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  • The Seductions of Quantification: Measuring Human Rights, Gender Violence, and Sex Trafficking by Sally Engle Merry
  • David Cingranelli (bio)
Sally Engle Merry, The Seductions of Quantification: Measuring Human Rights, Gender Violence, and Sex Trafficking (University of Chicago Press 2016), ISBN 978-0-226-26128-7, 249 pages.

Sally Engle Merry’s The Seductions of Quantification: Measuring Human Rights, Gender Violence, and Sex Trafficking describes and critiques the process of producing and analyzing numerical indicators of human rights, gender violence, and sex trafficking. She believes that the [End Page 239] process of quantification is highly political and ideological, and that quantitative measurement systems constitute a form of power, incorporating theories about social change in their design. She emphasizes that measurement systems are developed by powerful organizations, and the organizational value biases behind those systems are rarely explicit. Quantification itself contributes to a “myth of objectivity,” meaning that the truth of most things can be found in numbers.

One of the main problems with quantification, she contends, is that the production of quantified measurements is not as open and transparent as it should be. If it were clearer, we would be able to see that it is shaped by “ideology, inertia, social and political influence, inadequate data, and the pragmatic compromises that poor data require.”1 In several chapters, she provides examples showing that what is measured and how it is measured usually depends upon the preferences of powerful organizations. As a result of this bias and other problems detailed in her book, she concludes that “[n]ot all that should be counted is counted, nor does counting itself necessarily provide an accurate picture of a situation or its explanation.”2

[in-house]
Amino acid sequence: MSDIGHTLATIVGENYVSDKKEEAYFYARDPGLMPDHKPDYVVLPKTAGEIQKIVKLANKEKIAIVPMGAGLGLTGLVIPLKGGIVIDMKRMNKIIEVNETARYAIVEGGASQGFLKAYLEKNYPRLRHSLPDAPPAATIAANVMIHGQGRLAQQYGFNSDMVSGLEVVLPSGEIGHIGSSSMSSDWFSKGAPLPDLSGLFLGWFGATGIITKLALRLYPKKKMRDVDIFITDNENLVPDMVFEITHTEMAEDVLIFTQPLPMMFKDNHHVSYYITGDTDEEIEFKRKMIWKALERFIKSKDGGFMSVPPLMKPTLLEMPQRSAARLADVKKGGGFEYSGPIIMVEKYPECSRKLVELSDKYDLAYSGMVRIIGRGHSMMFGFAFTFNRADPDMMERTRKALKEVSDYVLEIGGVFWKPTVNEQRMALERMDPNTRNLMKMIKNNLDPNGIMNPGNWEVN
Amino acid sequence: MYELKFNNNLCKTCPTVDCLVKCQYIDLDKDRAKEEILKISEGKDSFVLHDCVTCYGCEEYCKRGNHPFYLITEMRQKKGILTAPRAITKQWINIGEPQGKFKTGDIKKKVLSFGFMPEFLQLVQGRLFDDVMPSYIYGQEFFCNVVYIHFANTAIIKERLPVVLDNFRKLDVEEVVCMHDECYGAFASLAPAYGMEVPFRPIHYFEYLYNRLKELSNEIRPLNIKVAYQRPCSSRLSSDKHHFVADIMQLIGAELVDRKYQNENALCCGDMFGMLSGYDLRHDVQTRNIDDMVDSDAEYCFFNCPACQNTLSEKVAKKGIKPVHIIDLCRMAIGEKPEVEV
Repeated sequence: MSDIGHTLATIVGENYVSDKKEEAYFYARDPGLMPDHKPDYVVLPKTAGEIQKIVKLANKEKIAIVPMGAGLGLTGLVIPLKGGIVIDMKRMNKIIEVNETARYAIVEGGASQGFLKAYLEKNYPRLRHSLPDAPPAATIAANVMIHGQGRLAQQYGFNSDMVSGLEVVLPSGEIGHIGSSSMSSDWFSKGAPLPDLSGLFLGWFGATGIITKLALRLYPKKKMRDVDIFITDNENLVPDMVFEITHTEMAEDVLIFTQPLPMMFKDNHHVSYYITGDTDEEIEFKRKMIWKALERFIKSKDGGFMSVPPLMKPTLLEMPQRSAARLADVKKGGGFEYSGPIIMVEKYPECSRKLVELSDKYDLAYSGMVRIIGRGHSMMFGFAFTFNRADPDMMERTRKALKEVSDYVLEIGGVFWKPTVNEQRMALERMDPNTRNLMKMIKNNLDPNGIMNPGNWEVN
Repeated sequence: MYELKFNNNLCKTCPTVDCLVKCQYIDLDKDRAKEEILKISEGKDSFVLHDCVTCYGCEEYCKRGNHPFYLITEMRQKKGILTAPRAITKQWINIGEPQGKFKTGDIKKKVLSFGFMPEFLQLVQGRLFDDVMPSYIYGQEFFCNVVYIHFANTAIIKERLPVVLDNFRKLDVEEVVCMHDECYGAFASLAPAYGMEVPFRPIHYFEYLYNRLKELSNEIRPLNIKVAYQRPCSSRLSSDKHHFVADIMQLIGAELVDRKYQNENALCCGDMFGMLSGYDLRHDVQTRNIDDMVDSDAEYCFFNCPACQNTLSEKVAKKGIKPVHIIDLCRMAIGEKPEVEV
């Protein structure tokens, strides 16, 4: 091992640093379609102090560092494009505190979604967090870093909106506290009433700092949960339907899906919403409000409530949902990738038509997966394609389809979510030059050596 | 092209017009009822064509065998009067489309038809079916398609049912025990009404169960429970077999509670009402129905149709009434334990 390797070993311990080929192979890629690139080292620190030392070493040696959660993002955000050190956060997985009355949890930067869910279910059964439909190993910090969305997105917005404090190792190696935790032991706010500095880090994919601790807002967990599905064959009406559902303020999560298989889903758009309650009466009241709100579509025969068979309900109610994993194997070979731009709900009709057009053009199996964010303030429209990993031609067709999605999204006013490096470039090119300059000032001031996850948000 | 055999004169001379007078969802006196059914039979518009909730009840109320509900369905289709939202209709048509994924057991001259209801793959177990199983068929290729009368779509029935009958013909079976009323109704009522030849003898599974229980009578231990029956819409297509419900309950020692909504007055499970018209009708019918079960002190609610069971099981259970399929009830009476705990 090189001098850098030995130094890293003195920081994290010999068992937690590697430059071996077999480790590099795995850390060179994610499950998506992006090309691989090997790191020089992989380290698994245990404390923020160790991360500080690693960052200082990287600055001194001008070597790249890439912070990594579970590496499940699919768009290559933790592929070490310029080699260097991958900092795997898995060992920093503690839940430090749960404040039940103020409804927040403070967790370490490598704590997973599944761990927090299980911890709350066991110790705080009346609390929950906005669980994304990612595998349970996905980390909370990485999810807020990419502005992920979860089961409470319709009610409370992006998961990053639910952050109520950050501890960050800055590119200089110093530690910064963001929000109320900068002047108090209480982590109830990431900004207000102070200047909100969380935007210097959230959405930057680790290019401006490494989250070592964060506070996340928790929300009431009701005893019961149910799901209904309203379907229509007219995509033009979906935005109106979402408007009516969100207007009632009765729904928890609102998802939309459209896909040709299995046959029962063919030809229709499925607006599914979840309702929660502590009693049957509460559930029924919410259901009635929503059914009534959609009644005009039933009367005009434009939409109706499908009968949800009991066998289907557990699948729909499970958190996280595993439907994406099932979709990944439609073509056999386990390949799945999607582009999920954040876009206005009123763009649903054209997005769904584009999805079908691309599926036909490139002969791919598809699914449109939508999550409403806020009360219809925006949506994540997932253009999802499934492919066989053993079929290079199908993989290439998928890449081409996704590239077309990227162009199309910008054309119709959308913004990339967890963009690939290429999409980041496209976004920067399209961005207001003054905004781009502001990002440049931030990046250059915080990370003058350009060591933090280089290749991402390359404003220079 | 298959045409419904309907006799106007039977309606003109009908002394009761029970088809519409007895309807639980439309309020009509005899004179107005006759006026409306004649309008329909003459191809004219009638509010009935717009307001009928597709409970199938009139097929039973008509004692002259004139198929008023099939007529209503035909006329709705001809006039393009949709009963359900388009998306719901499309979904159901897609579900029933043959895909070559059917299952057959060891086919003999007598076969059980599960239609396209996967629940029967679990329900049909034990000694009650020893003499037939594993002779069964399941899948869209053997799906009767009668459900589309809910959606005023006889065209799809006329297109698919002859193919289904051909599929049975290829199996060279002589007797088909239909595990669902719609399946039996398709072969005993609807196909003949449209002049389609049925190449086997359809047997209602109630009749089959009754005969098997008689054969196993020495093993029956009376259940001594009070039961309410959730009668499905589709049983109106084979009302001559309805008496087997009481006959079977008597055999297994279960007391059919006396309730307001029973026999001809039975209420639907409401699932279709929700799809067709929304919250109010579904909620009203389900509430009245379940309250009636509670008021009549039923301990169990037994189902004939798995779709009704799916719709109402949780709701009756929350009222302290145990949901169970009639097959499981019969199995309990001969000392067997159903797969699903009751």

In the interest of full disclosure, the reader should know that I have spent most of my professional life quantifying cross-national variations in government respect for a variety of human rights such as freedom of religion, freedom of speech, and press. So I personally have contributed and continue to contribute to the “seduction of quantification” the author describes. Therefore, I began my reading of this work with a great interest in her subject and a bias against her argument.

I also read this book with great respect for the views of this particular author. She is an acknowledged expert on evaluating the performance of respect for human rights and other aspects of good governance. She has written several previous books and articles on related subjects, and this book is filled with interesting examples drawn from her personal experiences. She discusses her active participation helping intergovernmental and nongovernmental organizations develop creative ways to evaluate progress in human rights, including reducing gender violence and sex trafficking.

Overall, I agree with the author’s diagnosis of the problems presented by quantification, and with her assessment that there is a trend towards producing more numerical scores designed to capture complex human rights and governance concepts. She accurately describes the strong trend towards greater use and increasingly uncritical and naïve use of those scores by scholars and policy makers. She does a good job of explaining the reasons for this trend, or, as she refers to it in her title, the reasons for “the seductions of quantification.”

I also found her book to be very readable despite the fact that the discussion sometimes addresses technical subjects and provides detailed accounts of the politics behind the development of numerical indicators. Her book is well organized and well written. It is composed at a level appropriate for advanced undergraduate college students. I will probably assign the first two chapters and the conclusion to the book as required [End Page 240] reading for my undergraduate seminar on measuring human rights.

The book contains an excellent, up-to-date review of the relevant literature. It is a must read for scholars, policy makers, and policy analysts who produce or use these types of quantitative indicators and for policy makers who want to learn more about the pitfalls of evidence-based governance. Less sophisticated readers (those not directly involved in the knowledge production and consumption process) probably will not fully appreciate the nuances of this account.

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pp. 239-246
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